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How are mediation and litigation different?

On Behalf of | May 18, 2021 | Uncategorized |

Disputes may be inevitable in business, but ending up in court is not. Many business owners go well out of their way to avoid the courtroom, and with good reason. Court is not only an expensive headache, it can also ruin valuable relationships.

This is why alternative dispute resolution is very popular. Two main sources of dispute resolution are mediation and arbitration. According to Findlaw, mediation is typically a non-binding means of dispute resolution, while arbitration is binding.

The role of mediation

Mediation involves a single person bringing the feuding parties together to discuss the issue. The goal of mediation is for the parties to come to an amenable agreement of their own accord. The mediator guides the conversation between the parties, but does not issue a ruling in the way that a judge or an arbitrator does.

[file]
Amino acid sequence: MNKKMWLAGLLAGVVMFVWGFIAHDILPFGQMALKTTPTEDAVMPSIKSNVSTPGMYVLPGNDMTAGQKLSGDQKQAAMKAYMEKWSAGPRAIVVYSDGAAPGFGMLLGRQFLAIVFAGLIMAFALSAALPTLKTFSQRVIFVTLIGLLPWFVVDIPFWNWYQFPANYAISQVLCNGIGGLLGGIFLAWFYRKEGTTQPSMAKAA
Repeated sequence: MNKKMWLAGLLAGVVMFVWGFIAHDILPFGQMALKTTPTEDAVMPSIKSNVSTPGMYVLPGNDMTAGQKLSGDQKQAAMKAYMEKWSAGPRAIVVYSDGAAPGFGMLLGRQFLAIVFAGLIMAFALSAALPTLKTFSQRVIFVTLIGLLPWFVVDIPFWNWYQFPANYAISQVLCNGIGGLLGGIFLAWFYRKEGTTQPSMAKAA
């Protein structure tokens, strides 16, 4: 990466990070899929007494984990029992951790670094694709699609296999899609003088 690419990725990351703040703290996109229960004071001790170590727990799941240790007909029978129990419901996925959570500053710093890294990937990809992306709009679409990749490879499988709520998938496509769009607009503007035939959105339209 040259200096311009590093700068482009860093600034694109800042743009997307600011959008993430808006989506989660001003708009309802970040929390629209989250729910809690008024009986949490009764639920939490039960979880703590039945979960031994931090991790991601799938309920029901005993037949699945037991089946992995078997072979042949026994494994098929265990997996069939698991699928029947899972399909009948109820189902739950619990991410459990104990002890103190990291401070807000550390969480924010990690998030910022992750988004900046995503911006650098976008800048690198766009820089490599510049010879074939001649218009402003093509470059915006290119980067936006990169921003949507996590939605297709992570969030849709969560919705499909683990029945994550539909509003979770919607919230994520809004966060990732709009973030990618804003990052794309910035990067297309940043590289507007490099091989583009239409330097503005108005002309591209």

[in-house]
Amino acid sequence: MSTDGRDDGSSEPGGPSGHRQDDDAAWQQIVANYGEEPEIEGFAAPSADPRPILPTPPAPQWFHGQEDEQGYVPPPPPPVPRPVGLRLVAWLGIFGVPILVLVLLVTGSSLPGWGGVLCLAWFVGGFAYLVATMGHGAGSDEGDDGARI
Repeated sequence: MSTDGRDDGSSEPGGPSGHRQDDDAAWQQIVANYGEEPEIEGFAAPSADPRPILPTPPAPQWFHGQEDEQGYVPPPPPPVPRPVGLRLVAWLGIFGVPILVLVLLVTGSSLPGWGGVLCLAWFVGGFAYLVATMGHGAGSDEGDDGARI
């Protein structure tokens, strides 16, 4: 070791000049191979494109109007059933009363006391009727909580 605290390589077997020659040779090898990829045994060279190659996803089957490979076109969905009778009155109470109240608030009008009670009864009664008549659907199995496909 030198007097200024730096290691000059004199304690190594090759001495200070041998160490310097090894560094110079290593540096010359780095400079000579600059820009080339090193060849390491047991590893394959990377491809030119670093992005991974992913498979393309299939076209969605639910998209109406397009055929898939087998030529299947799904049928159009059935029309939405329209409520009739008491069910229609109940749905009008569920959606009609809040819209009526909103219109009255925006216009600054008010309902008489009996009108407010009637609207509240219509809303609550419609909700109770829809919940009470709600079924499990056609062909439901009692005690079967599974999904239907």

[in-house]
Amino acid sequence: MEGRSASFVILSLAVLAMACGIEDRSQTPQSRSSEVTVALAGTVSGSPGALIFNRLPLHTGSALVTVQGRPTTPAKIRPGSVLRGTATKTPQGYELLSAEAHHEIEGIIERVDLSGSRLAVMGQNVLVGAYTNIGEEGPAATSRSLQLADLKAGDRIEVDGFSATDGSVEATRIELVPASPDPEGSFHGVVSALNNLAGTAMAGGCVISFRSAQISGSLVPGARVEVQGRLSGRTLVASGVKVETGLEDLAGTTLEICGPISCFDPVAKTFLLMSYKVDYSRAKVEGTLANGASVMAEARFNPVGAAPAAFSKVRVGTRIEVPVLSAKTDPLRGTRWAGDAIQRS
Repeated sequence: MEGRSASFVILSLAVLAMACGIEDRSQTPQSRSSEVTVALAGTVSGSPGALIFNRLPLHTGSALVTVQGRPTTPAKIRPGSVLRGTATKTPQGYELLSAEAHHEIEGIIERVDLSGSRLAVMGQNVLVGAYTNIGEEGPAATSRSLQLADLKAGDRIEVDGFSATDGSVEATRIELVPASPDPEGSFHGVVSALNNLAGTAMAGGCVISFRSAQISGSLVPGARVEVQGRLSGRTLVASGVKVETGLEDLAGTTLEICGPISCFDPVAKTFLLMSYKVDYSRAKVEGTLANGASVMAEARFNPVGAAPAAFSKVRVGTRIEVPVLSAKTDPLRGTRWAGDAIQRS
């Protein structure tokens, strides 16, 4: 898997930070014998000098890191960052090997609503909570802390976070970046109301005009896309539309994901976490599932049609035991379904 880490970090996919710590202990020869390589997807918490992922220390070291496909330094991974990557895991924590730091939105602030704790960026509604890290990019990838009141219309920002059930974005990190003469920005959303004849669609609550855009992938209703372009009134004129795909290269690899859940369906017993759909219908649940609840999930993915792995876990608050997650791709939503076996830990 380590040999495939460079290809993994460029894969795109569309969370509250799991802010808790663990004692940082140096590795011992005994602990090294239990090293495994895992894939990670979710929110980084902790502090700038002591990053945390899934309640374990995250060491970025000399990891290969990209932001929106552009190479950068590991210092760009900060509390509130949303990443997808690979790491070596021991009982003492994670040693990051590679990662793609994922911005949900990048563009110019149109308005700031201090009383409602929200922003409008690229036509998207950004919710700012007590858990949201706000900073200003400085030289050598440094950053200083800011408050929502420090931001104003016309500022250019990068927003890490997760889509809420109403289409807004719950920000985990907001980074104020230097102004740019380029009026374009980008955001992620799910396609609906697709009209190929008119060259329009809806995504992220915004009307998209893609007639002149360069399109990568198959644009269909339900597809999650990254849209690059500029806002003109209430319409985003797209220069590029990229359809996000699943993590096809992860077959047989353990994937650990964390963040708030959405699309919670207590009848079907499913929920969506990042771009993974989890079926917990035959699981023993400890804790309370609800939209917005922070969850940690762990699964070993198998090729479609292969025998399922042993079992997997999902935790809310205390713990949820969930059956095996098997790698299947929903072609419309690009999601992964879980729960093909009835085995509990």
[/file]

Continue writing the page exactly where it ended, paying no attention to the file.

The non-binding nature of mediation means that if one or both parties are not satisfied with the results of mediation, there is still the option of going to court. The mediator has no final say in the dispute.

The role of arbitration

Arbitration is much more similar to a traditional courtroom. That is, typically the parties agree upon neutral arbitrators. The parties will present their cases to the arbitrators, and the arbitrators will issue a ruling. Arbitration is typically much faster and cheaper than going to court. It also allows the parties to choose the arbitrators, whereas there is no choice of judge in a court of law.

Arbitration is binding, in that the arbitrator’s ruling is the end of the dispute. It is often more difficult to overturn the decision of an arbitrator as compared to that of a judge.